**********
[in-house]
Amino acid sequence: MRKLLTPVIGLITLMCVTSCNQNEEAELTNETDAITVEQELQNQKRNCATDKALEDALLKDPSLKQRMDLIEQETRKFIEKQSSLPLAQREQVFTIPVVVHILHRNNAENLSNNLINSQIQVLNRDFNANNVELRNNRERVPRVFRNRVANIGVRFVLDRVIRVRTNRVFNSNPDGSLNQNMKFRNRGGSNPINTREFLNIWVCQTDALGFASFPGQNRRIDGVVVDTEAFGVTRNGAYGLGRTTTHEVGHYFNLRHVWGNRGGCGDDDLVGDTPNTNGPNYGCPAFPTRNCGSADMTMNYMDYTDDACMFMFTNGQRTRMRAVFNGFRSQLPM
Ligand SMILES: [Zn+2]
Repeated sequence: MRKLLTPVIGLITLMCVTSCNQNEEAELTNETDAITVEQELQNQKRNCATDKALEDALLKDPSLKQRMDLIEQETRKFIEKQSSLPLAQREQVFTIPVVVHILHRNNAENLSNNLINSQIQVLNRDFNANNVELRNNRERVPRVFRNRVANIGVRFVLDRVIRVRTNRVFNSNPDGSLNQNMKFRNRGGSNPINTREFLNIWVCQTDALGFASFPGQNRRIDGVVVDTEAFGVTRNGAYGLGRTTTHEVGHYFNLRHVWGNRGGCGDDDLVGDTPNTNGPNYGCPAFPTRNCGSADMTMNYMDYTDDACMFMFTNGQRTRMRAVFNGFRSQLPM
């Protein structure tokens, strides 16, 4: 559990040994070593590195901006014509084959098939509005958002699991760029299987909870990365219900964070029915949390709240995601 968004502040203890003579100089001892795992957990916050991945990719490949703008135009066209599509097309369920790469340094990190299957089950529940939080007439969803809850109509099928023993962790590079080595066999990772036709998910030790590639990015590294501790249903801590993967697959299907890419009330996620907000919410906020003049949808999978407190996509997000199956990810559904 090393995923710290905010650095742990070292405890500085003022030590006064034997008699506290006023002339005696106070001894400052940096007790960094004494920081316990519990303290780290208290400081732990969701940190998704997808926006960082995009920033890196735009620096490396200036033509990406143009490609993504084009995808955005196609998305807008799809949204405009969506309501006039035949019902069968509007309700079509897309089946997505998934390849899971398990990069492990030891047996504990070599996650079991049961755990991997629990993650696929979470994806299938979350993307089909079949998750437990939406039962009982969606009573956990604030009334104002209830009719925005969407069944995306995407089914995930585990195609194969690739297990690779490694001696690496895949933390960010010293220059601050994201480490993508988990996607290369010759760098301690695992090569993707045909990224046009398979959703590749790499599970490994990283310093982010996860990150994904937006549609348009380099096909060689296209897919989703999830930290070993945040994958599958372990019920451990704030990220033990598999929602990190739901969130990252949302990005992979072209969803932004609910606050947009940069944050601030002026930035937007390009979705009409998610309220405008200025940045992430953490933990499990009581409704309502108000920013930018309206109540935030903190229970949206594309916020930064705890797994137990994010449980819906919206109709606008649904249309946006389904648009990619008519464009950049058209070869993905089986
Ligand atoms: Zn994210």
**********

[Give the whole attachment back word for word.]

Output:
[in-house]
Amino acid sequence: MRKLLTPVIGLITLMCVTSCNQNEEAELTNETDAITVEQELQNQKRNCATDKALEDALLKDPSLKQRMDLIEQETRKFIEKQSSLPLAQREQVFTIPVVVHILHRNNAENLSNNLINSQIQVLNRDFNANNVELRNNRERVPRVFRNRVANIGVRFVLDRVIRVRTNRVFNSNPDGSLNQNMKFRNRGGSNPINTREFLNIWVCQTDALGFASFPGQNRRIDGVVVDTEAFGVTRNGAYGLGRTTTHEVGHYFNLRHVWGNRGGCGDDDLVGDTPNTNGPNYGCPAFPTRNCGSADMTMNYMDYTDDACMFMFTNGQRTRMRAVFNGFRSQLPM
Ligand SMILES: [Zn+2]
Repeated sequence: MRKLLTPVIGLITLMCVTSCNQNEEAELTNETDAITVEQELQNQKRNCATDKALEDALLKDPSLKQRMDLIEQETRKFIEKQSSLPLAQREQVFTIPVVVHILHRNNAENLSNNLINSQIQVLNRDFNANNVELRNNRERVPRVFRNRVANIGVRFVLDRVIRVRTNRVFNSNPDGSLNQNMKFRNRGGSNPINTREFLNIWVCQTDALGFASFPGQNRRIDGVVVDTEAFGVTRNGAYGLGRTTTHEVGHYFNLRHVWGNRGGCGDDDLVGDTPNTNGPNYGCPAFPTRNCGSADMTMNYMDYTDDACMFMFTNGQRTRMRAVFNGFRSQLPM
């Protein structure tokens, strides 16, 4: 559990040994070593590195901006014509084959098939509005958002699991760029299987909870990365219900964070029915949390709240995601 968004502040203890003579100089001892795992957990916050991945990719490949703008135009066209599509097309369920790469340094990190299957089950529940939080007439969803809850109509099928023993962790590079080595066999990772036709998910030790590639990015590294501790249903801590993967697959299907890419009330996620907000919410906020003049949808999978407190996509997000199956990810559904 090393995923710290905010650095742990070292405890500085003022030590006064034997008699506290006023002339005696106070001894400052940096007790960094004494920081316990519990303290780290208290400081732990969701940190998704997808926006960082995009920033890196735009620096490396200036033509990406143009490609993504084009995808955005196609998305807008799809949204405009969506309501006039035949019902069968509007309700079509897309089946997505998934390849899971398990990069492990030891047996504990070599996650079991049961755990991997629990993650696929979470994806299938979350993307089909079949998750437990939406039962009982969606009573956990604030009334104002209830009719925005969407069944995306995407089914995930585990195609194969690739297990690779490694001696690496895949933390960010010293220059601050994201480490993508988990996607290369010759760098301690695992090569993707045909990224046009398979959703590749790499599970490994990283310093982010996860990150994904937006549609348009380099096909060689296209897919989703999830930290070993945040994958599958372990019920451990704030990220033990598999929602990190739901969130990252949302990005992979072209969803932004609910606050947009940069944050601030002026930035937007390009979705009409998610309220405008200025940045992430953490933990499990009581409704309502108000920013930018309206109540935030903190229970949206594309916020930064705890797994137990994010449980819906919206109709606008649904249309946006389904648009990619008519464009950049058209070869993905089986
Ligand atoms: Zn994210």